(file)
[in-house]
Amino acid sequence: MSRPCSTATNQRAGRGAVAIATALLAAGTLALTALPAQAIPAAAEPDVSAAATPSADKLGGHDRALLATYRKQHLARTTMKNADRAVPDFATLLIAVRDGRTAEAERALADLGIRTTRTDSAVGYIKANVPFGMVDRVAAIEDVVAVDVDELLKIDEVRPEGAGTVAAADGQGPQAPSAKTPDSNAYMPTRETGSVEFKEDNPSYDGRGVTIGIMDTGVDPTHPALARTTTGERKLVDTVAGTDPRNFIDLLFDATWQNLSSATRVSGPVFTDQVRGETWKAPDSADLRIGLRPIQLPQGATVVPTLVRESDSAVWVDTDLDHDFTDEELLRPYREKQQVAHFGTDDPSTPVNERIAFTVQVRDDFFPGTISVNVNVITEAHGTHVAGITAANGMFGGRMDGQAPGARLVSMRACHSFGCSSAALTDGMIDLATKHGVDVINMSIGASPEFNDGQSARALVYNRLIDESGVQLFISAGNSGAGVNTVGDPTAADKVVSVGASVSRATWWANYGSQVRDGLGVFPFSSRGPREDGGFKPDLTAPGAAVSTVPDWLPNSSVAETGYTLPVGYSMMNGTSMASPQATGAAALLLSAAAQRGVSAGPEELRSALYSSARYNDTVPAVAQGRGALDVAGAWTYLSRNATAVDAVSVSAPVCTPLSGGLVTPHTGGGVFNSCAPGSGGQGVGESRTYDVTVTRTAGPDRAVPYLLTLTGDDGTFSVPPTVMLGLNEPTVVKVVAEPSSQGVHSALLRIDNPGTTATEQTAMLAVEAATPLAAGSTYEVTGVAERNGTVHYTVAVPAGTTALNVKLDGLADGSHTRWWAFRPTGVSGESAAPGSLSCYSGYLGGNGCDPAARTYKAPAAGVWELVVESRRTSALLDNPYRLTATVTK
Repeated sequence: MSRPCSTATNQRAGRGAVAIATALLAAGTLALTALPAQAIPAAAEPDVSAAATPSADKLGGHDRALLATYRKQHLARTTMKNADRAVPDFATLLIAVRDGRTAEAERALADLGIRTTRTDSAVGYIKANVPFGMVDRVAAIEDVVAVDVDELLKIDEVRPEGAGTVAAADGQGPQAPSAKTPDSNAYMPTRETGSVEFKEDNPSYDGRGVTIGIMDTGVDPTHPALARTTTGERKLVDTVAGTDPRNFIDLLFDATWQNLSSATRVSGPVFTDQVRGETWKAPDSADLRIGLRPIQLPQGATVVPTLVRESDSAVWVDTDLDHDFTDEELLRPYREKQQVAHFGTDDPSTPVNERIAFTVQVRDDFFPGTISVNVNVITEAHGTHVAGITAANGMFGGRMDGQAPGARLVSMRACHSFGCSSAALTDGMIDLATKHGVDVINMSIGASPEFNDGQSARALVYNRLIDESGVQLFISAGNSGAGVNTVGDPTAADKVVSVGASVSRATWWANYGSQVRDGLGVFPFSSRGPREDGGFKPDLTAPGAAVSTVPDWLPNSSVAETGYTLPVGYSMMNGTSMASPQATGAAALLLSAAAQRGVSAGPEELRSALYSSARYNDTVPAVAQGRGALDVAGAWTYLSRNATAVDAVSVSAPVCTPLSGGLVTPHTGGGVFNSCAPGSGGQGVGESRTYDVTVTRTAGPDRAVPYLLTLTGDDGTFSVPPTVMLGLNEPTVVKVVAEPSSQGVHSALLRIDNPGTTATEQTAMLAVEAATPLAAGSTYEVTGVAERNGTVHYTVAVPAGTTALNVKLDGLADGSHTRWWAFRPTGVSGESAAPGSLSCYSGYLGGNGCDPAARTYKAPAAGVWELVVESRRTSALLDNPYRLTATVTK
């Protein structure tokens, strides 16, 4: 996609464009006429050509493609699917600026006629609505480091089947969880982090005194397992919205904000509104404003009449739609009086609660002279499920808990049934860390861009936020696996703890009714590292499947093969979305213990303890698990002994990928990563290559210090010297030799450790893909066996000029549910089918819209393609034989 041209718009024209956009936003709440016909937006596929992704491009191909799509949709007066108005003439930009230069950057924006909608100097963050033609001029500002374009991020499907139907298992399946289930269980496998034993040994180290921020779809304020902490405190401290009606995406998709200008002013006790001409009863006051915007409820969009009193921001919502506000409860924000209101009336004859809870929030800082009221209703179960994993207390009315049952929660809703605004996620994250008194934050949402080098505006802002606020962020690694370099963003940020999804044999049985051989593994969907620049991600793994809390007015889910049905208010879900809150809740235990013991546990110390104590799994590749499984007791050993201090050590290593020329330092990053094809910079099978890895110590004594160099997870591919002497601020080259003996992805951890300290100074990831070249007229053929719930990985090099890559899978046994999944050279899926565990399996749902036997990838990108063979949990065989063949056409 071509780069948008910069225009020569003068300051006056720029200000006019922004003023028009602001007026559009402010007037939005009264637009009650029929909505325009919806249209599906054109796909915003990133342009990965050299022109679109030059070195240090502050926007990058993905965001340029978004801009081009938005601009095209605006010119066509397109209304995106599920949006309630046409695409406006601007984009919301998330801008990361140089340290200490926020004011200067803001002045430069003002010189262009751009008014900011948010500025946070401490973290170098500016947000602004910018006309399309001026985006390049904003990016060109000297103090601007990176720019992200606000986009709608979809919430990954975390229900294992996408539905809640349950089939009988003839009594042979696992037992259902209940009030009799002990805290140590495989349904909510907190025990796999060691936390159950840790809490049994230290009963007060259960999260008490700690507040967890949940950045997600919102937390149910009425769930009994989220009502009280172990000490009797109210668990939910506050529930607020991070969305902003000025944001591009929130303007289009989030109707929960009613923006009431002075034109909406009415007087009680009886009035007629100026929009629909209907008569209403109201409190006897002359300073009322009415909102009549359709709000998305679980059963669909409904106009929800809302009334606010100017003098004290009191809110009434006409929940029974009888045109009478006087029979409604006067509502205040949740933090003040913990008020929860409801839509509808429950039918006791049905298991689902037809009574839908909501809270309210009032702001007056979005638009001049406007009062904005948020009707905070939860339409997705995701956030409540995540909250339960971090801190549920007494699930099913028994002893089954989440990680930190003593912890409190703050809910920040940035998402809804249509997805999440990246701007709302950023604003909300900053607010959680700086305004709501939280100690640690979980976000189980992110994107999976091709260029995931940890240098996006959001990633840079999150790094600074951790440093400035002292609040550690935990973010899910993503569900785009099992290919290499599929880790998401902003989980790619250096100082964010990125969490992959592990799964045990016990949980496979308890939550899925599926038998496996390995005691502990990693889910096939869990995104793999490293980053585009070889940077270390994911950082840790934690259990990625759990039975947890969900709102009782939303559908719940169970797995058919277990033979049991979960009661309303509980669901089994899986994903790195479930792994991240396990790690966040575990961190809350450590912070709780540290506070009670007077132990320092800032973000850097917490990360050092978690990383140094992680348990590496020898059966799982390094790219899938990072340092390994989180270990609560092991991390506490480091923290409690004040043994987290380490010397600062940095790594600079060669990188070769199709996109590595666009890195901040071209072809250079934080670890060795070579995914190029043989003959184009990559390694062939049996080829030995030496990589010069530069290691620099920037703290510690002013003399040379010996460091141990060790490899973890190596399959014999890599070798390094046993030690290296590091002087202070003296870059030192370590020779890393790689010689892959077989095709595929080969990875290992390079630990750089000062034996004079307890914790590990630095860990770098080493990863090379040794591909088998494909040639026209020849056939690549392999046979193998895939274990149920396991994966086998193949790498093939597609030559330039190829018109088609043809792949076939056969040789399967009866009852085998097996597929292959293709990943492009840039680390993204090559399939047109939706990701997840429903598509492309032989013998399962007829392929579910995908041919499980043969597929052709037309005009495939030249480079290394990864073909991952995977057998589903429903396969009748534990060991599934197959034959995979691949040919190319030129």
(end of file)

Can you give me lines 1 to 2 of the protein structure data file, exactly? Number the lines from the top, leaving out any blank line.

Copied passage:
[in-house]
Amino acid sequence: MSRPCSTATNQRAGRGAVAIATALLAAGTLALTALPAQAIPAAAEPDVSAAATPSADKLGGHDRALLATYRKQHLARTTMKNADRAVPDFATLLIAVRDGRTAEAERALADLGIRTTRTDSAVGYIKANVPFGMVDRVAAIEDVVAVDVDELLKIDEVRPEGAGTVAAADGQGPQAPSAKTPDSNAYMPTRETGSVEFKEDNPSYDGRGVTIGIMDTGVDPTHPALARTTTGERKLVDTVAGTDPRNFIDLLFDATWQNLSSATRVSGPVFTDQVRGETWKAPDSADLRIGLRPIQLPQGATVVPTLVRESDSAVWVDTDLDHDFTDEELLRPYREKQQVAHFGTDDPSTPVNERIAFTVQVRDDFFPGTISVNVNVITEAHGTHVAGITAANGMFGGRMDGQAPGARLVSMRACHSFGCSSAALTDGMIDLATKHGVDVINMSIGASPEFNDGQSARALVYNRLIDESGVQLFISAGNSGAGVNTVGDPTAADKVVSVGASVSRATWWANYGSQVRDGLGVFPFSSRGPREDGGFKPDLTAPGAAVSTVPDWLPNSSVAETGYTLPVGYSMMNGTSMASPQATGAAALLLSAAAQRGVSAGPEELRSALYSSARYNDTVPAVAQGRGALDVAGAWTYLSRNATAVDAVSVSAPVCTPLSGGLVTPHTGGGVFNSCAPGSGGQGVGESRTYDVTVTRTAGPDRAVPYLLTLTGDDGTFSVPPTVMLGLNEPTVVKVVAEPSSQGVHSALLRIDNPGTTATEQTAMLAVEAATPLAAGSTYEVTGVAERNGTVHYTVAVPAGTTALNVKLDGLADGSHTRWWAFRPTGVSGESAAPGSLSCYSGYLGGNGCDPAARTYKAPAAGVWELVVESRRTSALLDNPYRLTATVTK